Part of what I wanna do with the tool is build an open source community. I can’t do everything myself, and there’s lots of things to do, and if people want to get involved in the community, join the Slack channel. We can build things. That’s what open source is. And I think a lot of people may have ideas, and will be able to contribute in ways that we’ve just expanded. Again, right now to me the way you train neural networks now - it’s like you build a bridge, you drive a car over the bridge, you see if the bridge falls down. And you do it again and again and again. How many cars are you going to crash into the ocean until you get the bridge right? No, people don’t build bridges like that. You build bridges by having engineering principles. You understand, “Here are the engineering principles that go in, and this is the load it can take, and this is the wind shear, and you try to build bridges that actually stay up. And right now, I think deep learning is so brute force; it’s like, you just spend as much money as you can, do as much brute force as you can, and if it doesn’t work, you try it again. And there’s no principles behind what you’re doing, and we’re trying to add some – and principles that are based in deep theory… Like, there are empirical rules of thumb, but there’s also deep theoretical reasons why they work, just like in any other field of optimization.

[37:50] I’m curious… I’m kind of going back to the engineering, talking about, as this matures, and trailing the software engineering world - but one of the decisions that we all make as engineers, that we’re doing, is kind of like as we’re creating open source community, and we’re trying to provide the value for that community that you’re talking about… Do you see the future as being community specifically built around WeightWatcher? Or is there an opportunity potentially to add the value that WeightWatcher is bringing, those new insights that you described, and roll them into some of the other existing communities? Do you have any opinions or thoughts about how you integrate this in for the value of the larger community?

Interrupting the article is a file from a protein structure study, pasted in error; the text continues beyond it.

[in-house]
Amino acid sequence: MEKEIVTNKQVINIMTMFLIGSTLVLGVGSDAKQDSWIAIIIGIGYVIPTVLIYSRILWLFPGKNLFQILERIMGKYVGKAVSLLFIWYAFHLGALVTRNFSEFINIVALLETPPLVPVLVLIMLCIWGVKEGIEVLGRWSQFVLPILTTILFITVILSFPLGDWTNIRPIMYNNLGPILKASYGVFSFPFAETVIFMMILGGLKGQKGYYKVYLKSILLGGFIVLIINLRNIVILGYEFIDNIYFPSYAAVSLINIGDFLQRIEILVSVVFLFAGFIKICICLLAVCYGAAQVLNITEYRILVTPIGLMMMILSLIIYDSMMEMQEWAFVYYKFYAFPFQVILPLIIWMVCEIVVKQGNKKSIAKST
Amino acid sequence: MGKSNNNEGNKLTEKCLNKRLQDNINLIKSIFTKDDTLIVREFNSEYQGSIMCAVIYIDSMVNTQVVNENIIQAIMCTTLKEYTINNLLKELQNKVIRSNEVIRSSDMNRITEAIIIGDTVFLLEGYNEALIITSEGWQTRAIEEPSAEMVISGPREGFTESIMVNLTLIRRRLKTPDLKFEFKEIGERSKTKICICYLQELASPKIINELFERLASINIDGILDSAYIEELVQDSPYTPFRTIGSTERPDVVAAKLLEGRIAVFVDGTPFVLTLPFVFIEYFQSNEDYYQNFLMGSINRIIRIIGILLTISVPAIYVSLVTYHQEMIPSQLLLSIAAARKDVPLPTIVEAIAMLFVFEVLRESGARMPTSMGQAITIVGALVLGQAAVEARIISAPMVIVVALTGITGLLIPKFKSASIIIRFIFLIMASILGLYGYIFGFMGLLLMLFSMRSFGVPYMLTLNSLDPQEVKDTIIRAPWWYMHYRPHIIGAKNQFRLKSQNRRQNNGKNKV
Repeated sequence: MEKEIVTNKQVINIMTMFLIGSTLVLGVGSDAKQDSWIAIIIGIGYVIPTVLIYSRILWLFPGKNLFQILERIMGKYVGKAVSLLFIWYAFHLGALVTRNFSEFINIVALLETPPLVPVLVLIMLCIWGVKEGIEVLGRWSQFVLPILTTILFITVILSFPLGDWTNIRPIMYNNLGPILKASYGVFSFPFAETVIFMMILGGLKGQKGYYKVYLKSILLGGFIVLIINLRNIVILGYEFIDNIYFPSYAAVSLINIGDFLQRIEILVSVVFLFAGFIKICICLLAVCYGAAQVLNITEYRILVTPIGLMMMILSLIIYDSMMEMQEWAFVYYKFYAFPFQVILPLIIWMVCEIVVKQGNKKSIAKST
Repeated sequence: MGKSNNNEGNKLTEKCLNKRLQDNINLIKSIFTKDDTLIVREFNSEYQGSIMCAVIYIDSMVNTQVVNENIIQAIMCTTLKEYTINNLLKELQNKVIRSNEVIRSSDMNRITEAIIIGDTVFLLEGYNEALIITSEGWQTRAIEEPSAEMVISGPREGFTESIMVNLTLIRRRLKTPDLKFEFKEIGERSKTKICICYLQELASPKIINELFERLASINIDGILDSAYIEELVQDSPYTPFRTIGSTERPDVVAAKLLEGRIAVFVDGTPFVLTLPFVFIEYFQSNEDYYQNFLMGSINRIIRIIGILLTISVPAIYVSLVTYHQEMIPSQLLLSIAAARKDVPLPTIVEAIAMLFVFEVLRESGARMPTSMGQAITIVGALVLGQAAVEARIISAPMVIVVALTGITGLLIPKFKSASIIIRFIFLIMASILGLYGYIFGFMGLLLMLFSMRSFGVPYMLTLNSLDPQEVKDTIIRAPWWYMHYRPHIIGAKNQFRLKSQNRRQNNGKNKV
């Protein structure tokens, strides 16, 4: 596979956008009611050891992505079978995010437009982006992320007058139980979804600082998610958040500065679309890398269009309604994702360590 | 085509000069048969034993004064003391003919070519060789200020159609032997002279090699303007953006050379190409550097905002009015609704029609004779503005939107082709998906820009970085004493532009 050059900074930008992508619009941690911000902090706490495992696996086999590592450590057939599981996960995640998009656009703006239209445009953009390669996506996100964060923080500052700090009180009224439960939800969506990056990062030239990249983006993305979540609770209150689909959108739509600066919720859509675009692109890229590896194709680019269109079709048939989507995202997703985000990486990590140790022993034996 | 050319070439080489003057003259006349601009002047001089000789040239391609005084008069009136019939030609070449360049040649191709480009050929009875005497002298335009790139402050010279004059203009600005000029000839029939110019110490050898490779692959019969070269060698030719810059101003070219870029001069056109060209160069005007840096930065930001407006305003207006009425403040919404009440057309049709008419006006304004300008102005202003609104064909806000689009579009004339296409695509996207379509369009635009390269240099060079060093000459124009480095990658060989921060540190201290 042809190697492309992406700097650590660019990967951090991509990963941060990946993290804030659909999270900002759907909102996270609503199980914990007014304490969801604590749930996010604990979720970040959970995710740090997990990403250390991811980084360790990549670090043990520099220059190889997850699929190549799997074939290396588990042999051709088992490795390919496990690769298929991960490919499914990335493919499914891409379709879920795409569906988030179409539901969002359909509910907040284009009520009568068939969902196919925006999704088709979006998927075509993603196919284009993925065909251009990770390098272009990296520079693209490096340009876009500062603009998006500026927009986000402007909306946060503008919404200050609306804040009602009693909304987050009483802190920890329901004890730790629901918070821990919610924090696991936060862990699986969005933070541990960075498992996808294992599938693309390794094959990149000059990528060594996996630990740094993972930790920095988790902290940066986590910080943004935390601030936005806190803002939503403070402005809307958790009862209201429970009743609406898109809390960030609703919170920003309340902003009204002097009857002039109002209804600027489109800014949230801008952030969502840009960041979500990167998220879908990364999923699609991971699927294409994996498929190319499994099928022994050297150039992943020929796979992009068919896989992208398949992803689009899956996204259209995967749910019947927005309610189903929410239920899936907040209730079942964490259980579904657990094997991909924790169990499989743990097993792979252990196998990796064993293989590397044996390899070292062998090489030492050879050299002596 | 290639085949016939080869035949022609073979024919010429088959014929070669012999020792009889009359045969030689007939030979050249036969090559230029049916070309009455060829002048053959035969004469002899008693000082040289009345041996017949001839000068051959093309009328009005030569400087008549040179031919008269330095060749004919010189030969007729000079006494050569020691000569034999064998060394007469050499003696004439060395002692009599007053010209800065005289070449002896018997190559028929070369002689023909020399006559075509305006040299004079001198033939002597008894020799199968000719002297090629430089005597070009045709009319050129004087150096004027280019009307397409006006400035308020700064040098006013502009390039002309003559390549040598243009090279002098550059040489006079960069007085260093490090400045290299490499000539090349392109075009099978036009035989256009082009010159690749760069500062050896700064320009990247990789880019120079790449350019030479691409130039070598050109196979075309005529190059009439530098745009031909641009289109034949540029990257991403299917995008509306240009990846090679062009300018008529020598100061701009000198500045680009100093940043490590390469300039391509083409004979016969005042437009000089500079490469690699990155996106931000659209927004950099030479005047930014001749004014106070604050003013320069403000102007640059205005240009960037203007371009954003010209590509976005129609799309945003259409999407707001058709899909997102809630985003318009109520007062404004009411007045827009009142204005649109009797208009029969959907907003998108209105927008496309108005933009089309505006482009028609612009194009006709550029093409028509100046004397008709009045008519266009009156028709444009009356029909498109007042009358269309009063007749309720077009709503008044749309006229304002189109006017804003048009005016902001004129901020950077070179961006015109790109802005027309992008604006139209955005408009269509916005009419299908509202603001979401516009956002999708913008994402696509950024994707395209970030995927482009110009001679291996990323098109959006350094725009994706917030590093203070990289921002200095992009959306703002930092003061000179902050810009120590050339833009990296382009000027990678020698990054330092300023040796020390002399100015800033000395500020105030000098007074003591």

Well, look, I think what I’d like to have is a community of people who are training models, and getting them to interact with each other. A lot of the people - like I said, it’s hard to get feedback; people are doing things in industry… And because they are constrained by NDAs, they can’t really talk about what they’re doing. And I think it gives people an opportunity to really get into this space and learn how training of neural networks works, without being constrained by your employer, or your contract, so you can really do stuff. That’s really a lot of what this is.

I think there are other communities doing things like people building hyperparameter optimization tools, or people building reinforcement learning tools… We’d be happy to integrate the tool in. The challenge is always you want to make a tool that is self-contained. if people fork the tool and begin changing it, it ends up – I don’t know if you guys know the story of Emacs. I was at Champaign-Urbana when this happened; they wanted to port Emacs to basically X Windows, and Stallman didn’t want to do it, and they forked it. You have ex-Emacs and you have Emacs. It killed it. Forking Emacs killed it, because you have the ex-Emacs crowd… And these guys went off and started Netscape, and they’re probably all retired now, or they’re sitting at the top of – you know, hanging out at the top of Google or Netscape… But this is the problem - you want to make sure you have an open source community. You don’t want – I mean, I want people to contribute and feel they can do things. If we fork it and it goes into other communities, it kills it, because now those contributions don’t come back. You end up in these sort of weird battles, and there’s no value in that.